Death of John McGahern


Madam, - Since I first started reading The Irish Times in the late 1950s, it has been a thoughtful and consistent supporter of Irish literature and writers, banned or otherwise.

Last Saturday's Editorial and the pages in tribute to John McGahern were a moving reminder of that proud tradition. - Yours, etc,

BRENDAN LYNCH, Mid Mountjoy Street, Dublin 7.

Madam, - I join Fintan O'Toole in mourning the passing of John McGahern (Weekend, April 1st), but I fear that his emotions have outpaced his common sense.

The "lock-picker" did not "change Ireland simply by describing it" and it is questionable whether he contributed in any way "to alter Ireland's sense of reality".

McGahern wrote powerful stories which were widely read but his impact on Irish society was limited by the size of his audience. The "reading public" is not a huge segment of the population. To most people McGahern was a respected, but unread, literary name and to many he was a "who?".

John McGahern would be acutely embarrassed by hyperbole. His writings will always be with us. Let us speak softly and wistfully about this lovely man. - Yours, etc,

KEVIN HEALY, Hampstead Avenue, Dublin 9.

Madam, - Am I alone in thinking that RTÉ overdid its coverage on John McGahern's passing. I heard The Lanes of Leitrim four times on Friday in news programmes alone. A more fitting tribute would have been to emulate the writer's economy of language; less is more.

Contrast this with the wonderful piece "Picking the lock of family secrets", by Fintan O'Toole last Saturday, which gets to the essence of the man and his rich, insightful legacy of literature. - Yours, etc,

MARGARET GOODE, Ardfallen Road, Douglas, Cork.

Madam, - Declan Kiberd's fine article on John McGahern was a tribute to an engaged writer in an era of great change. But it also struck me as a testimonial to the importance of primary school teachers. He writes of three with esteem: McGahern, Donnchadh Ó Céilleachair, and Tom Jordan.

There is a lot of talk these days about child care, and we have recently been reminded that teachers have tougher and tougher challenges in the classroom. Shouldn't it be essential to elevate the role and status of our teachers, secondary as well as primary?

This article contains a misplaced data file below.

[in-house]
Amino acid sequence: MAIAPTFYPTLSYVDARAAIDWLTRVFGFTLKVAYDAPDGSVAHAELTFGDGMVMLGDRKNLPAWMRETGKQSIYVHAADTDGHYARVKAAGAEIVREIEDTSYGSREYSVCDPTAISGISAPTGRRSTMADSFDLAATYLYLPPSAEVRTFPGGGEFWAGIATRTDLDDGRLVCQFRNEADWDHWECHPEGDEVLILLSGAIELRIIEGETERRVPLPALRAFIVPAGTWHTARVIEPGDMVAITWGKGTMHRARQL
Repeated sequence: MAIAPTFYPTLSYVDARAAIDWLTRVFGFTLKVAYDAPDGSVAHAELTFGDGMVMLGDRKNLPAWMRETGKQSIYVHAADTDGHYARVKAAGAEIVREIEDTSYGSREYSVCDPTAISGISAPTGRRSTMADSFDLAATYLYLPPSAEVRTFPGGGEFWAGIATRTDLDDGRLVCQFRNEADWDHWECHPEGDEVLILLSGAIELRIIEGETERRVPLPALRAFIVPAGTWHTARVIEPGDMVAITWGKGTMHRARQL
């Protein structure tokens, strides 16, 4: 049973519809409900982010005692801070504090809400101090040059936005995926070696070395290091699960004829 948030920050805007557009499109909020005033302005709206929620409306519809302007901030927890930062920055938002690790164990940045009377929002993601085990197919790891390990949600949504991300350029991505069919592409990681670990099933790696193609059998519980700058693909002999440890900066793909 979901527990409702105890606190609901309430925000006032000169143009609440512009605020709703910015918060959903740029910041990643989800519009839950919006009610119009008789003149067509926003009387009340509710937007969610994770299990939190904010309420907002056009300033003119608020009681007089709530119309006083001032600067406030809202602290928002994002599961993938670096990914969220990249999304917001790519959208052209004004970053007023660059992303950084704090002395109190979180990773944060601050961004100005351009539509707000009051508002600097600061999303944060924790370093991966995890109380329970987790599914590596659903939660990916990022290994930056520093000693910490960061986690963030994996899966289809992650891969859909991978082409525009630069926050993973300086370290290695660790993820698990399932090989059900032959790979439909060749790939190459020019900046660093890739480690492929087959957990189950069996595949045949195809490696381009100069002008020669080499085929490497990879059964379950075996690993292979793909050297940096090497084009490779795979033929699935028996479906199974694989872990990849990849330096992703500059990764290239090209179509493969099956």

How can we make teaching attractive to gifted and creative young people, and how can we continue to support them in changing times?

Alas, McGahern was forced out of teaching, though he seemed glad of that in later days when he had realised his potential to be a great writer.

Of course, he played on a national and international stage then, but would he have received such attention and praise even locally if he had stayed on as a brilliant primary teacher? - Yours, etc,

PATRICK LYDON, Callan, Co Kilkenny.

Madam, - People throughout Ireland were deeply saddened by the passing of John McGahern but those of us from Co Leitrim will always remember him with special respect and affection.

Allow me to congratulate The Irish Times on being one of the very few publications that consistently got his childhood location correct.

His father was the sergeant in Cootehall, on the Leitrim-Roscommon border and not in Cootehill, Co Cavan. The confusion is not a little ironic in that Cootehill was the home town of the late Archbishop McQuaid.

I like to think that John McGahern and Dr McQuaid - who both had a mischievous sense of humour - are quietly chuckling at the confusion. - Yours, etc,

PETER CANNING, Mount Merrion, Co Dublin.